Rhodri Marsden: A marketing triumph from masters of suspense

The things that we become massively invested in without realising it are extraordinary. I have no real interest in who wins the Eurovision Song Contest each year, but at the height of the voting I'll find myself roaring on Romania or Malta for no particular reason. And it's the same now, after the Apple press conference; I feel mentally exhausted, but all I've got to show for it is a picture of a computer that I'm not likely to be able to get my hands on in the UK for at least two months, and probably longer. Swizz.

The long, painfully slow build-up to the announcement of the iPad has been a marketing triumph, establishing Apple as the new masters of suspense.

The whole circus began to feel slightly surreal; we may as well have been talking about the effects of a possible ebola outbreak in East Anglia, such was the pointlessness of the speculation. Yes, patents had been filed by Apple in Europe in May 2004 and in the US in May 2005 for an "electronic device" with a picture of a man prodding a tablet-like screen with a finger. But beyond that, we knew nothing.

So, now it's here, what does it mean for the computing world? As far as tasks such as browsing and emailing are concerned, it occupies a niche between a laptop and a smartphone; yes, a beautiful display, but nothing you couldn't have already imagined. More interesting is the way that the apps iPhone and iPod touch users enjoy can be transferred to their iPad and scaled up to full screen displays and its use as a 21st-century easel; a demonstration of the Brushes app was particularly impressive.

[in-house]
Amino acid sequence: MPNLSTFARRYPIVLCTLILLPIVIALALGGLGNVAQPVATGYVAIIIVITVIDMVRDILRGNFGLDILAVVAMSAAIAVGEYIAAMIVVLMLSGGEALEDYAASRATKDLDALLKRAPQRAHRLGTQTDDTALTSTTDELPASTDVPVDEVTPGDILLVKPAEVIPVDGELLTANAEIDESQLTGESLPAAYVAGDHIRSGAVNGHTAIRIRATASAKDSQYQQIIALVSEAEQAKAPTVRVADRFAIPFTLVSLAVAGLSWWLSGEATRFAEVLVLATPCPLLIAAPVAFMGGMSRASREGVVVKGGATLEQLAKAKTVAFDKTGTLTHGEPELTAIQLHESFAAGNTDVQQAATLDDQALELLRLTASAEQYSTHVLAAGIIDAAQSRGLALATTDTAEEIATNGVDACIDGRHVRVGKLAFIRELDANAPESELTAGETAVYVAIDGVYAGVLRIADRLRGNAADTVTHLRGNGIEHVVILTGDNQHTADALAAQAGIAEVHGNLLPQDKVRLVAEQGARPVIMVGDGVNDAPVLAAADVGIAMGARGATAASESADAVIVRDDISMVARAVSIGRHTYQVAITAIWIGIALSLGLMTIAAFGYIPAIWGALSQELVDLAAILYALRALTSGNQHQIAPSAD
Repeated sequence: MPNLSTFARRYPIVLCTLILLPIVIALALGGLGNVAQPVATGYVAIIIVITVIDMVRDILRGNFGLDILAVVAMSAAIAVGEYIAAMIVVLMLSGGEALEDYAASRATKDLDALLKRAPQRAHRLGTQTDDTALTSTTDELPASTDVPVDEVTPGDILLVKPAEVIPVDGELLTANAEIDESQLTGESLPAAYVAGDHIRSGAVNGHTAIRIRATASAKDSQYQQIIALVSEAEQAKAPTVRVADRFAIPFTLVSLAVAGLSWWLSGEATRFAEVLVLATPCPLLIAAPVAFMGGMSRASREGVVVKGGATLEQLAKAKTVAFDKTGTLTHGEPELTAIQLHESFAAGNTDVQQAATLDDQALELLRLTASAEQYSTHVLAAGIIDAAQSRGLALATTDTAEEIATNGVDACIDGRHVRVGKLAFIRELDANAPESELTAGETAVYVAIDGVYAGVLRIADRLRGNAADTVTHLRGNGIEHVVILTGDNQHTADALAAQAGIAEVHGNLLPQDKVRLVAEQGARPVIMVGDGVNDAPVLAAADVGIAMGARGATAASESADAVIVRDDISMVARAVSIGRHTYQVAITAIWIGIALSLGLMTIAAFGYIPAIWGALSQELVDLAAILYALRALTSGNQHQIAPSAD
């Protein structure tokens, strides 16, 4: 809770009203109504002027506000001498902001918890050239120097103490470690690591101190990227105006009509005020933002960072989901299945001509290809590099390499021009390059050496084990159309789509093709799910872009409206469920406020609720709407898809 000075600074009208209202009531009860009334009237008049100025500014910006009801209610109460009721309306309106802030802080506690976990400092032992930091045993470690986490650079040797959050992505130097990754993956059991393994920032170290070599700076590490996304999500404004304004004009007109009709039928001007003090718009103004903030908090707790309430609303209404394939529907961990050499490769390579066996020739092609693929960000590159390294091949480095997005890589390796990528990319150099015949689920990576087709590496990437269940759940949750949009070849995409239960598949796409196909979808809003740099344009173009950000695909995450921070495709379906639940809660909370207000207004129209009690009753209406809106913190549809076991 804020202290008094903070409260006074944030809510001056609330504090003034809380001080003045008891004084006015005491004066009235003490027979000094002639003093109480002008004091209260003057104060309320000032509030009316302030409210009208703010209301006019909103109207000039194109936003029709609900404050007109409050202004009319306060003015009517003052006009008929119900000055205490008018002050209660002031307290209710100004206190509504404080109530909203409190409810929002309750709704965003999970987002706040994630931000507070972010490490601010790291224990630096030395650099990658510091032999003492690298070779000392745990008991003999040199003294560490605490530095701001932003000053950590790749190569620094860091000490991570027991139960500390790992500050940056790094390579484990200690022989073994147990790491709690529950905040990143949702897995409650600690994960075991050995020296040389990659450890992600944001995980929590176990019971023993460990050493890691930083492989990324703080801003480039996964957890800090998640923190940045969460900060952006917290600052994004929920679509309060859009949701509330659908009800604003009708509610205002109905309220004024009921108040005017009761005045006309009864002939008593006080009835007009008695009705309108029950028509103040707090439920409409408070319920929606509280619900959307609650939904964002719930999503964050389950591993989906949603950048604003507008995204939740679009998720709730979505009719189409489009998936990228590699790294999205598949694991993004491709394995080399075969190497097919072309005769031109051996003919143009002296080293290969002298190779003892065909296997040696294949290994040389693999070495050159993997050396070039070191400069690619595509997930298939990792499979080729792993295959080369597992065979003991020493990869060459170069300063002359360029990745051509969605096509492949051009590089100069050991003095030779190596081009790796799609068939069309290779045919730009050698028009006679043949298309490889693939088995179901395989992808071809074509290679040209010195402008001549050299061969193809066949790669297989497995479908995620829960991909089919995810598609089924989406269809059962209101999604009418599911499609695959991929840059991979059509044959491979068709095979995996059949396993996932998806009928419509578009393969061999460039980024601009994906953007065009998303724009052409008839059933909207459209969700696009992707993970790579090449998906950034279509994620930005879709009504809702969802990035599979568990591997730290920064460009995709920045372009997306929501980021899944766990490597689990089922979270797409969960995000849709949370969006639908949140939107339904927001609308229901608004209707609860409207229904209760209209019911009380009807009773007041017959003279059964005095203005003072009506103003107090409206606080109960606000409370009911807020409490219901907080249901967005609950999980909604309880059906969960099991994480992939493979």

Initial reactions to the device within the hall seemed slightly muted. Questions like "Does it not have a camera? Why can't you make phone calls on it?" were being murmured almost immediately; maybe that's only to be expected after one of the most intense, yet curiously uninformative and possibly unintentional hype campaigns in history.

The bigger deal is what the device might be able to do for the print media industry via its new iBooks application and iBookstore; the fact that you'll now be able to read e-books on a machine that's also capable of full colour web-browsing and video and audio entertainment suddenly makes devices like Amazon's Kindle and Sony's eReader look incredibly feeble by comparison.

Its ability to rejuvenate the newspaper and magazine industry is less clear; an iPad app was unveiled by The New York Times yesterday, but why would iPad owners spend money on that, when they can use the built-in browser to visit a website instead? The answer, one guesses, is rich, iPad-specific content. And if the old print industry does manage to flourish as a result of the iPad, Jobs' overheard prediction of it being "the most important thing I've ever done" could just be correct.